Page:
OTTAWA - A flash of smile and a wave through a window were enough to electrify Barack Obama fans as they lined slush-covered streets to watch the U.S. president's motorcade speed by.

That fleeting brush with high-voltage charisma Thursday left schoolgirls screaming and moved strangers to hug each other.

"He waved at us!" four teenaged girls squealed in unison after the president's armoured limousine turned a corner near Parliament Hill under the watch of a hovering police chopper.

The teens said their parents allowed them the day off school to witness the first African-American U.S. commander-in-chief making his first foreign visit. They were among hundreds of supporters - many waited for more than two hours - who stood bundled against a damp cold that was just over freezing.

"We love Obama!"

Even game-faced police officers got caught up in the rare moment, including one who posed for a snapshot after the line of bullet-proof black vehicles had passed.

"My son will like a photo," he said.

It was an unforgettable day for Carrie Kristal of Ottawa. She and her husband Henry took their baby niece, Ines, to a corner along the Rideau Canal where they hoped Obama's motorcade would pass. They waited with about 50 other people as the flashing lights and 50-car parade approached.

For a split-second they had a clear view of Obama himself, Kristal said.

"You could very distinctly tell it was the president. He was on our side and he waved at our group. There was just such delight. People who didn't know each other were hugging each other."

Kristal began watching Obama's campaign more than a year ago as it first began to build steam.

"His whole campaign for election was on hope. We see so much here of politicians who want to divide and conquer. There's so much cynicism. And this man was all about hope. He inspired the whole world.

"I'll be telling my one-year-old niece that she got to wave at the president and he waved back. She's a good waver."

The crowd vibe along the motorcade route was one of excitement and easy rapport as strangers swapped stories of why and how far they came.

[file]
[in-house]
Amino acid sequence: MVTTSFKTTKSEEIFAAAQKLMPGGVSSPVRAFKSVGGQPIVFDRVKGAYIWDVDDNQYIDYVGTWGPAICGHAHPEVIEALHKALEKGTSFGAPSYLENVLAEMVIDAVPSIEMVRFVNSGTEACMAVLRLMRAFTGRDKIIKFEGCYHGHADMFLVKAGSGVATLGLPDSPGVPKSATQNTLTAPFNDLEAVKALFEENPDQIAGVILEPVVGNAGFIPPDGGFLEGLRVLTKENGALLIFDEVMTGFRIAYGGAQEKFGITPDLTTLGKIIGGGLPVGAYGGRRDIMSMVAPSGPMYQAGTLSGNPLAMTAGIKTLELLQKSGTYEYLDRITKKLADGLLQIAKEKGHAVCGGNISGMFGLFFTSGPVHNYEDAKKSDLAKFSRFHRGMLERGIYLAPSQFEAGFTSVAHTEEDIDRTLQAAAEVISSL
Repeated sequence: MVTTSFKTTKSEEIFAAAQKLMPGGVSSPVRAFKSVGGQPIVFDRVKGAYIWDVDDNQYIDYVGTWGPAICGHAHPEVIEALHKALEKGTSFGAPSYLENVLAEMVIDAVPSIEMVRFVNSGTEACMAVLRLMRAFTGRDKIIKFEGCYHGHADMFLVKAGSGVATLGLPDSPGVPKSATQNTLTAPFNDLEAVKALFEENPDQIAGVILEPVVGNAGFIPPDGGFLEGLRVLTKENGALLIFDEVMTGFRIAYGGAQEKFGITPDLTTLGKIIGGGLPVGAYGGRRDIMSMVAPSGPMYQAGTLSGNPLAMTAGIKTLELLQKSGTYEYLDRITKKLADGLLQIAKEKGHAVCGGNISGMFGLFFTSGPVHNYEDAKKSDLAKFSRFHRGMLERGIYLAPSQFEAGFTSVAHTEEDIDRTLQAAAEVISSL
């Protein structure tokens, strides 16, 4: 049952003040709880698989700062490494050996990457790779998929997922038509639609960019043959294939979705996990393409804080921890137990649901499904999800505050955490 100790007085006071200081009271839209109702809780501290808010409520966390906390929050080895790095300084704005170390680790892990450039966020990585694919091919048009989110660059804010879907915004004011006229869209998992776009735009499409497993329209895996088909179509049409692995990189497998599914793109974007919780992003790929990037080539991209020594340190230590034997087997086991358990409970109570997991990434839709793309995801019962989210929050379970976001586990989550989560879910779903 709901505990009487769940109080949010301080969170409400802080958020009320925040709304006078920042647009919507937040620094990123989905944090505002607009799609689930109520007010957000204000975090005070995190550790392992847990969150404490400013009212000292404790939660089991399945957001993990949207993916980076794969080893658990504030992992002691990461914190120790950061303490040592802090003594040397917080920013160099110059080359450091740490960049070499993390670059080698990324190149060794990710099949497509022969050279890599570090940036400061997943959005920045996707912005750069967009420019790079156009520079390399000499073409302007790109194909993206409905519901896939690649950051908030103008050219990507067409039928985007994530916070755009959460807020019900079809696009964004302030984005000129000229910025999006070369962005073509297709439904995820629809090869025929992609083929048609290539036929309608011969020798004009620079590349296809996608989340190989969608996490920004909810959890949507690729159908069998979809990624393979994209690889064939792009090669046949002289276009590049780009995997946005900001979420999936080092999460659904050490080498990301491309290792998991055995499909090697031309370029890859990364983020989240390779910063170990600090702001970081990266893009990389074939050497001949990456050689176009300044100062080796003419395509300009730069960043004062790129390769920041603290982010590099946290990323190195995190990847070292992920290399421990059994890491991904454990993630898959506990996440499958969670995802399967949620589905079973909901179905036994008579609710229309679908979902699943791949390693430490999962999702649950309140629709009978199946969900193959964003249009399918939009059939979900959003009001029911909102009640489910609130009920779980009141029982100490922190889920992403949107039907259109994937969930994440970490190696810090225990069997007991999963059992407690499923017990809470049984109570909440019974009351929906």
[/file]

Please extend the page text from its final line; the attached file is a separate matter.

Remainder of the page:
Marie Schofield and her friend Dagmar Weinert caught a bus at 4 a.m. for the five-hour trip from Kitchener, Ont.

"I think this is special," Schofield said. "It's unique, it's once in a lifetime."

Colin Schultz, 22, who's studying physical science and philosophy at University of Guelph, thinks Canada could use a shot of Obama-style politics.

"It's different from what we've got here. I think if a character with that sort of charisma came into the light in Canadian politics, people would just eat it up. They would just love it.

"You can see it in the way he ran his campaign. He brings a different approach - more about getting people involved, getting people involved to help out themselves. ...

"You can see that he's a different kind of person," Schultz said. "He seems a lot more honest."

The Obama Effect on those who waited outside Centre Block for the president to wrap up his four-hour visit with Prime Minister Stephen Harper was nothing short of extraordinary.

As Obama's limousine made its way along the circle drive away from Parliament, people ran across the snow-covered lawn trying to get a better look.

They yelled and waved as the long line of cars pulled away from the crowd and down the street. Obama made a surprise stop in the Byward Market to pick up some gifts and a specialty Obama BeaverTail - a fried-dough delicacy topped with cinnamon, sugar and a big chocolate O.

Adman Ustun was going to try to say hello when the president suddenly came right into his store, Oxxo Silk and Gift.

Obama bought a key chain with a moose on it for one of his two daughters. She collects them, Ustun said.

"He asked me how much and I said $4 and he gave me a $5 bill - Canadian. It was very exciting."

Wowed onlookers stopped, stared and fumbled for their cameras.

You don't see that every day in Ottawa.